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May 16 2009

Dollhouse Gets A Second Season

eliza dushku dollhouse season2It’s true folks, Dollhouse is getting a second season.

The official announcement won’t happen until Monday, but sources are saying a thirteen episode order has been placed.  If you’re concerned about it being only thirteen, don’t be.  Television networks normally order that number, see how things are going, and then they’ll order “the back nine” to brign the total to 22, the length of a normal television season.  Those nine aren’t a certainity, though, so don’t think that these being ordered will get us a full season for sure.

Apparently Joss Whedon had to promise to lower the budget to get the show considered.  This was due to the fact that some believe this is the lowest rated show to ever get a renewal.  It was only when Fox added in DVR viewings, online streaming and anticipated DVD sales, they decided to gite another go.

The sad thing is, the final episode of season 1 could have almost acted as a series finale, so it’s difficult to imagine where they are going to take the story next, but at least we get to find out!  For once Fox is taking a risk, and it’s about time considering their track record with canceling shows.

So… welcome back to the Dollhouse.



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  • I wrote about this for my own blog, and I suggested some things to get the show moving (like anyone cares). Basically, if they spend more time in the Dollhouse as opposed to the imprint assignments no one really cares about — that is a pretty major thing for them to mess up — they save money and they get to the root of the thing faster, allowing a breakout sooner. If Echo ends up going back to Doll of the Week stuff I know I and a lot of people who are having a hard time to put this on the mantle of great Whedon T.V. will tune out. Also, they should fix Victor, especially since Amy Acker will likely have to leave or greatly reduce screen time to be on Happy Town (boooooooooooooooooo).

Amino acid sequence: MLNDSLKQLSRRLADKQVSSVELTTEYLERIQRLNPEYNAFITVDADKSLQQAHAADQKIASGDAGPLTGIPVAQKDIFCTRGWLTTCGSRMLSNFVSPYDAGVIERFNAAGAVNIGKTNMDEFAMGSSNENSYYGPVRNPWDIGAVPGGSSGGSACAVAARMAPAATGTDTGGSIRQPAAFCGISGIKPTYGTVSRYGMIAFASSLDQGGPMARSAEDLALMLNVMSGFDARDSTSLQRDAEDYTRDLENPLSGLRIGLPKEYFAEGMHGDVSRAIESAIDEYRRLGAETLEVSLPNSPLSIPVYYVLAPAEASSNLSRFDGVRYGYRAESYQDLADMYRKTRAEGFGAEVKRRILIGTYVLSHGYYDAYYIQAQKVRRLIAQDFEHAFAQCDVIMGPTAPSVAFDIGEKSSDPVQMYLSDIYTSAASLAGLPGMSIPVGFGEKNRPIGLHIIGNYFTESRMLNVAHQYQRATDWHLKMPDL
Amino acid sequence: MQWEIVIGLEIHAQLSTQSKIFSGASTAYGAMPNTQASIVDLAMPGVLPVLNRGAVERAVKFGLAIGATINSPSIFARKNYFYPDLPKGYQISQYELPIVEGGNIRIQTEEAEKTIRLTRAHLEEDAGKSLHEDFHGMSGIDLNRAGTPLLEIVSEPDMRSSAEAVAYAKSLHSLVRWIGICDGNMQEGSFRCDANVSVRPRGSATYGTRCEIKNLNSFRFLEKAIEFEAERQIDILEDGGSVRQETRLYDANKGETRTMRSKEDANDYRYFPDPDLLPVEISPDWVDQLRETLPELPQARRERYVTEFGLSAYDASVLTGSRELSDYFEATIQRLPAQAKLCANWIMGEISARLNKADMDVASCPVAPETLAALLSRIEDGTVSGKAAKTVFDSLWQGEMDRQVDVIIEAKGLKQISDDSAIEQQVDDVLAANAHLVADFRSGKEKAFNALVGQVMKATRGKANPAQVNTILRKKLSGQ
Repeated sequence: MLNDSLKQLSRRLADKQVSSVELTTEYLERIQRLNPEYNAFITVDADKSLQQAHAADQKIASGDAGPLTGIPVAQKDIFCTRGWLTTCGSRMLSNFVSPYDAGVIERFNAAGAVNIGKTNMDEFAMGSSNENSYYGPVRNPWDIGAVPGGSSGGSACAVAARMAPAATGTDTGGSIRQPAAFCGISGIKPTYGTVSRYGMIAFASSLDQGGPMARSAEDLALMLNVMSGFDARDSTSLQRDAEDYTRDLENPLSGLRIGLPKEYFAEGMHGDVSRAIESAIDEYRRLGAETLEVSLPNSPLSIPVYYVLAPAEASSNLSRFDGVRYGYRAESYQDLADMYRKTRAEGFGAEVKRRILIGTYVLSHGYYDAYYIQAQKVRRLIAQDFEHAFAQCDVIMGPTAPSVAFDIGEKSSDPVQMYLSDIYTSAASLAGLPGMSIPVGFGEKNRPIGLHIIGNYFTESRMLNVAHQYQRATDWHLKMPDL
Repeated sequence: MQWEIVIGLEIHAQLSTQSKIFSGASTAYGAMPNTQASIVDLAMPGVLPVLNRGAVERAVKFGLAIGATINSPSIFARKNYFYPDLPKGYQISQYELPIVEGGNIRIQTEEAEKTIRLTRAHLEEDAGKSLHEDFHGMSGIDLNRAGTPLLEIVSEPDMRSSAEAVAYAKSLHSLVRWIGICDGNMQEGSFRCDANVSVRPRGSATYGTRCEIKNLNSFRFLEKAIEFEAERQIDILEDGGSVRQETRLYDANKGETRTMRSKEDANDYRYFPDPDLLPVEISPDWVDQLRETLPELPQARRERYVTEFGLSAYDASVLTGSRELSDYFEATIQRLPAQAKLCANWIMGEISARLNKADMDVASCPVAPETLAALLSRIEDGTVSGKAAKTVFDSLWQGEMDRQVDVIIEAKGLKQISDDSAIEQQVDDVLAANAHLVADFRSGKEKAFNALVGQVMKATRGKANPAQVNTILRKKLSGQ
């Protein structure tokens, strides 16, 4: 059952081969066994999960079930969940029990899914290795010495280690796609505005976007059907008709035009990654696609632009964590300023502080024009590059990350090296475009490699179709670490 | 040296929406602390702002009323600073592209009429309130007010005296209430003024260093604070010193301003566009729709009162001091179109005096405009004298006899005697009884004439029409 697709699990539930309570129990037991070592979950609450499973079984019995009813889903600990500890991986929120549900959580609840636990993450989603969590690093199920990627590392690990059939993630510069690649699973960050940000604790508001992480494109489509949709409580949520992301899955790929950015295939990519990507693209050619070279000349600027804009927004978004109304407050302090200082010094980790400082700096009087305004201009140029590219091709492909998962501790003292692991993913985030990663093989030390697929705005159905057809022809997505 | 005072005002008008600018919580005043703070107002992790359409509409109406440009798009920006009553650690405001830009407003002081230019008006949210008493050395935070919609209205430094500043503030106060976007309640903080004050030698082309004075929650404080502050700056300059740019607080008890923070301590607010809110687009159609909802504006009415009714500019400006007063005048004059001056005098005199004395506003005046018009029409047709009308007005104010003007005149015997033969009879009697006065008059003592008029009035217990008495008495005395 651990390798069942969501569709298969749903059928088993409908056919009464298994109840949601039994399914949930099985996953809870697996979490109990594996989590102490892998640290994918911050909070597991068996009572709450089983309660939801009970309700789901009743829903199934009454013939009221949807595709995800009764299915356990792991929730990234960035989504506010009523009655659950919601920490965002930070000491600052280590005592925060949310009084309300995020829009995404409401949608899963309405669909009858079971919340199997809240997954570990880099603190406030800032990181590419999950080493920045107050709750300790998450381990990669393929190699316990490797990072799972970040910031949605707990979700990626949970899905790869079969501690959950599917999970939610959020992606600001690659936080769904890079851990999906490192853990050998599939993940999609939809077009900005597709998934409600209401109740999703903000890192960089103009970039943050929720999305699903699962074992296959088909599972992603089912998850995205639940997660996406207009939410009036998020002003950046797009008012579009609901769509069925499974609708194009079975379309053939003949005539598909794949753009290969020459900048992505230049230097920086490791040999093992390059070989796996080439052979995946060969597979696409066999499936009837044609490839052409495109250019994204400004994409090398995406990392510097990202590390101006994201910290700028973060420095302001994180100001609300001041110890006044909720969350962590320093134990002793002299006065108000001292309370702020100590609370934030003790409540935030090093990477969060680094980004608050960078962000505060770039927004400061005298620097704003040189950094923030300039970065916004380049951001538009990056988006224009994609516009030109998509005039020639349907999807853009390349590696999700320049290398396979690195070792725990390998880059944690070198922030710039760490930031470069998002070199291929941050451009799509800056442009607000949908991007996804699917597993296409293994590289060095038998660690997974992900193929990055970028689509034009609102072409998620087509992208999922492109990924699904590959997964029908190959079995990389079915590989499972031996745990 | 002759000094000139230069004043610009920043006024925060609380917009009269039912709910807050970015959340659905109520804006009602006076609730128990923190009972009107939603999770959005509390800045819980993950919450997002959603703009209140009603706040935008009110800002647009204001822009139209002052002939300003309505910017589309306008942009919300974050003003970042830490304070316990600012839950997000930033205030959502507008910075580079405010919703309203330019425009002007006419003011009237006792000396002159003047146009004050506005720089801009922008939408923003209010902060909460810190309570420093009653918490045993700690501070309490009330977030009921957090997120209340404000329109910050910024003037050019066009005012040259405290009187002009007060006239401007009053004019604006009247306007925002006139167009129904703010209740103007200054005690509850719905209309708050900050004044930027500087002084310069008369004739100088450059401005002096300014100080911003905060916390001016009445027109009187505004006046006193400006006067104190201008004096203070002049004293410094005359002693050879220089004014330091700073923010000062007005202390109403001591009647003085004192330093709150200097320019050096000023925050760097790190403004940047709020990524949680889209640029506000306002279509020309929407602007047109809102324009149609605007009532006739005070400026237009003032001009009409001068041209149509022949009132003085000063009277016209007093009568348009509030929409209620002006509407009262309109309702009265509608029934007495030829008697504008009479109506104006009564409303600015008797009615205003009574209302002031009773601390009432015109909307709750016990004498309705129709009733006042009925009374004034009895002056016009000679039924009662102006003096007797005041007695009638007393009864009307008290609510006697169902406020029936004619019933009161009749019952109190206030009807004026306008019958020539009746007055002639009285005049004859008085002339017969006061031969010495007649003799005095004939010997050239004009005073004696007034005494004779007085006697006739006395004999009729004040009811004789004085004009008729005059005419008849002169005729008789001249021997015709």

But for a show that I didn't even begin to like until the hlafway mark, I was incredibly excited when I heard the news, not only because it gives Joss and co. a chance to keep building on the slowly-forming goodness of the series, but because it at last validates contemporary viewing means. No longer is Nielson the only factor, which could in turn break the monopoly of the lowest common denominator (though only slightly. I'm sure; I'm not THAT hopeful).